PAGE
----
The Washington PostDemocracy Dies in Darkness

In L.A., Obama addresses Washington’s dysfunction: ‘I did not say I would fix it’

President Obama steps off Air Force One upon arrival at Los Angeles International Airport in Los Angeles, where he was to  attend a series of fundraisers and address the U.S. Conference on Mayors. (AFP/Getty)

BEVERLY HILLS, Calif. — President Obama wrapped up a day he began with an angry and frustrated reaction to the mass killings in Charleston, S.C., by acknowledging that he has been unable to change the culture of polarization and gridlock in Washington.

But he also challenged Democratic supporters to do their part to make the political changes rather than remain disillusioned about the inability of the nation's capital to respond to gun violence and other problems.

"When I ran in 2008, I in fact did not say I would fix it. I said we could fix it," Obama told an audience of about 250 at a fundraising event here at the stately hillside home of film mogul Tyler Perry. "I didn't say, 'Yes, I can.' I said, 'Yes, we can.'"

The president continued: "If you’re dissatisfied that every few months we have a mass shooting in this country killing innocent people, then I need you to mobilize and organize a constituency that says this is not normal and we are going to change it."

Obama arrived here Thursday afternoon to kick off a four-day California trip during which he will attend four Democratic fundraisers in Los Angeles and San Francisco, speak to the U.S. Conference of Mayors and play golf in Palm Springs.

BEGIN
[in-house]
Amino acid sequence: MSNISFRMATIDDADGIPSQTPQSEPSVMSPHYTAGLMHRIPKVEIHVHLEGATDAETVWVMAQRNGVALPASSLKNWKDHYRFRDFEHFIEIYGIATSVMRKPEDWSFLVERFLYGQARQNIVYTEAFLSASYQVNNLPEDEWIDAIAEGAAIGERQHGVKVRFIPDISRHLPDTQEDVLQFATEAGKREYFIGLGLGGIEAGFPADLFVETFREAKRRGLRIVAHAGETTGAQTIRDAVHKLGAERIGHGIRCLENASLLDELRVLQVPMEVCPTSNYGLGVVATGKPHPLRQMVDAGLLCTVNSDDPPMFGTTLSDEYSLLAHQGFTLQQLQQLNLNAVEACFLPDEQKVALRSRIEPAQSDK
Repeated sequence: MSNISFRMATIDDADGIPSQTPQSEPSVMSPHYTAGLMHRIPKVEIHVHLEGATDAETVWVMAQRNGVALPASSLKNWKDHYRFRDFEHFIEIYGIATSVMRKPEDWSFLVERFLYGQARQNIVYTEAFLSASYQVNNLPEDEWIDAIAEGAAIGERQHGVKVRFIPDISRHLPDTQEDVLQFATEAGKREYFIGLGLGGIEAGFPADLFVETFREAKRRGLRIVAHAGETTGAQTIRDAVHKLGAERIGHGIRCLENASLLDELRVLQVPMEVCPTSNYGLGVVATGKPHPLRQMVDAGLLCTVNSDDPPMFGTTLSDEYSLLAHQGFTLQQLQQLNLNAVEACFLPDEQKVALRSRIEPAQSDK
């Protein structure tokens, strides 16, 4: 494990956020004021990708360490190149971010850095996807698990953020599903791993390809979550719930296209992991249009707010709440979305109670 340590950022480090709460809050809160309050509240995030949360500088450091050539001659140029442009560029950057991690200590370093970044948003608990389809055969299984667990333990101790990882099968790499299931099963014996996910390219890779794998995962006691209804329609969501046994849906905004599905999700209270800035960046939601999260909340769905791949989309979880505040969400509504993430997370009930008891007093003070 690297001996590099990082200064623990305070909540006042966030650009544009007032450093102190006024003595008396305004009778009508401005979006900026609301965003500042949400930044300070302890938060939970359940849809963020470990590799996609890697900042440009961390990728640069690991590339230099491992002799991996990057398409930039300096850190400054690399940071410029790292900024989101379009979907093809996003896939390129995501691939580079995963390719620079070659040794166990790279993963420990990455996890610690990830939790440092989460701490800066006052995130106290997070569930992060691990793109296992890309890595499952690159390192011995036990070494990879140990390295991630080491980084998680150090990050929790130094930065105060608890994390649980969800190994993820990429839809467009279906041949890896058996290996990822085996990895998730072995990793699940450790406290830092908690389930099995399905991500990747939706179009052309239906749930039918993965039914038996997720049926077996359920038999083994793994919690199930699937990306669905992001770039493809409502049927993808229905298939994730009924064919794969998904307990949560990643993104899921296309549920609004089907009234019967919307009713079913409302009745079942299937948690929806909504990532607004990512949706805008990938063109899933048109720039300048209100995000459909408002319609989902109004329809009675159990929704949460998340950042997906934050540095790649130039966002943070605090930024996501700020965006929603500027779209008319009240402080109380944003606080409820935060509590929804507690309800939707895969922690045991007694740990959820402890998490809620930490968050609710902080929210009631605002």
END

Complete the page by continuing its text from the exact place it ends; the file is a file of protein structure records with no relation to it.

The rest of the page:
During his appearance at the fundraiser at Perry's house — which was to raise money for the Democratic National Committee — Obama was aiming to rally his audience ahead of the 2016 presidential election cycle. He cited accomplishment, including improvements in the economy, but the tragedy in Charleston could not be avoided.

In addressing the tragedy, Obama sounded notes of frustration about the state of Washington's dysfunction, and he cited a letter he received from a man in Colorado who had voted for him twice but expressed disillusionment over the continuing gridlock.

"On that issue, I had to tell him, 'You're right,'" Obama said. "I am frustrated. You have every right to be frustrated because Congress doesn’t work the way it should. Issues are left unattended. Folks are more interested in scoring political points than getting things done."

He added that "incentives are built into the system that reward the short term, reward a polarized politics, reward being simplistic instead of being true, reward division. As mightily as I have struggled against that, I told him, 'You’re right. It still is broken.'"